This blog post was written by Carlos Herndon, Community Outreach & Enrollment Specialist at Bullhook Community Health Center in Havre, MT.
With less than six people per square mile, our service area in Montana is very rural. Officially the government classifies us as a “Frontier Area”; not a “Rural” one. We have 30,000 people spread over 9,000 square miles with two tribal nations. Our largest town has 11,000 people, and only one other town has a population over 1,000.
As you may already know, rural areas provide unique challenges and opportunities when talking about outreach and enrollment.
Here is our recipe for success:
Two challenges we face are: the independent spirit of the rural communities and the desire for self-determination among Native Americans. In rural areas, business is conducted with people you know, face to face, and the idea of calling a stranger on the phone to talk about an issue as personal and complex as insurance isn’t appealing. People are used to taking care of themselves or turning to their neighbor for help, not calling an outside group. So invite them to come by and talk with a neighbor. People want the information and help from someone they trust.
As Tribal Nations move toward self-determination, what’s perceived as “more government” is not well received. A recent survey on our reservation revealed that 69 percent of tribal members felt that dependence on government “handouts” is barrier to their sovereignty. If you are in a similar situation, here are some tips:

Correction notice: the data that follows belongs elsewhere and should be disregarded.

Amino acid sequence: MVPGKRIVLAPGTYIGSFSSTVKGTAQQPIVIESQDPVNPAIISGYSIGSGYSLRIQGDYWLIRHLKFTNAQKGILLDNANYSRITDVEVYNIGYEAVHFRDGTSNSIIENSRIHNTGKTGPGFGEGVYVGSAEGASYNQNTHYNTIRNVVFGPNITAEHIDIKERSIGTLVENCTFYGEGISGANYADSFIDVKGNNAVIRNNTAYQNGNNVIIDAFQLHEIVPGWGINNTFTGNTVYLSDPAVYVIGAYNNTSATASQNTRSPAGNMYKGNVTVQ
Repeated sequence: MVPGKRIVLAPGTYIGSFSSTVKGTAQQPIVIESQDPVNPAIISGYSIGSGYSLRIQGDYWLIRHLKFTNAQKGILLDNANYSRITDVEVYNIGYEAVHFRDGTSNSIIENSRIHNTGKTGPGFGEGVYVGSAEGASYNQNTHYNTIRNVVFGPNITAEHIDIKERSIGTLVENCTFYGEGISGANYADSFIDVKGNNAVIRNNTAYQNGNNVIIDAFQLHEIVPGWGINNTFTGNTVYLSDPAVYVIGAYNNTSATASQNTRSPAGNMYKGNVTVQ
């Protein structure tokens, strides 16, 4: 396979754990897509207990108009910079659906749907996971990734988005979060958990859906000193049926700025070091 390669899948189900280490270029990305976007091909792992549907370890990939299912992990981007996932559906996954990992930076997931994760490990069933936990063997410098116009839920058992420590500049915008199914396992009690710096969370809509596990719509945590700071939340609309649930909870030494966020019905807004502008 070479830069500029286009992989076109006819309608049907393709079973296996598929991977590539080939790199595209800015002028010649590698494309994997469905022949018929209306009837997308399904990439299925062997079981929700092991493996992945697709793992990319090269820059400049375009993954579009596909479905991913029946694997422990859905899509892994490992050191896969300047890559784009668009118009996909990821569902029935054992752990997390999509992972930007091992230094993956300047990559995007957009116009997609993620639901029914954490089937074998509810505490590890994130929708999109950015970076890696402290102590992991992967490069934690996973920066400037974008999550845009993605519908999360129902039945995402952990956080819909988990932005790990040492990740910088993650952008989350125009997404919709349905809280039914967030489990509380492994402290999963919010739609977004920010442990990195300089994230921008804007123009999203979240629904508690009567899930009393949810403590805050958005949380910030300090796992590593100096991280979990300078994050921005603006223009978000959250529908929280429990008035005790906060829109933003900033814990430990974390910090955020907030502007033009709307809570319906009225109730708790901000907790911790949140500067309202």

- Talk about the Affordable Care Act (ACA) as an empowerment tool for tribal members that will give them the power to choose the level of health coverage they receive and where they go for treatment.
- Be aware of tribal customs, especially regarding healthcare and health coverage.
- Follow the proper channels when working with tribal entities. An organization’s director may need approval from tribal elders or leaders.
- Investigate the appropriate party to initiate contact with. To identify the cultural barriers in your communities and develop a strategy to overcome them, you have to talk with the people you are there to serve, and listen to what they are saying.
Forging partnerships with over 25 organizations has been key to our success supplying half of our enrollments since open enrollment on October 1st. To build these relationships, we took the following four steps:
- Met with key stakeholders
- Presented information about the ACA
- Explained the role of certified application counselors (CACs), and
- Shared how we could help their clients.
The result: Individuals from these organizations became comfortable referring their clients to us and opened doors for us to use their facilities and attend their events. These relationships have also opened the door to solid data on the needs of our community and how to effectively reach them.
Our partnerships include: governmental, social, health, private, tribal, educational, law enforcement, and faith-based organizations.
Community pride and helping your neighbor are values that run deep in rural communities. Making it personal, not political, is important. Make direct connections between the problems communities struggle with and how the new health coverage options made available by the ACA can help. For example, Montana has substance/alcohol use rates higher than the national average and a suicide rate 2.5 times the national average. We explained how the marketplace plans must cover substance abuse and mental health counseling. We made our own message: “This isn’t about politics, the ACA, or Obama, this is about being good neighbors with the health of our communities at stake.”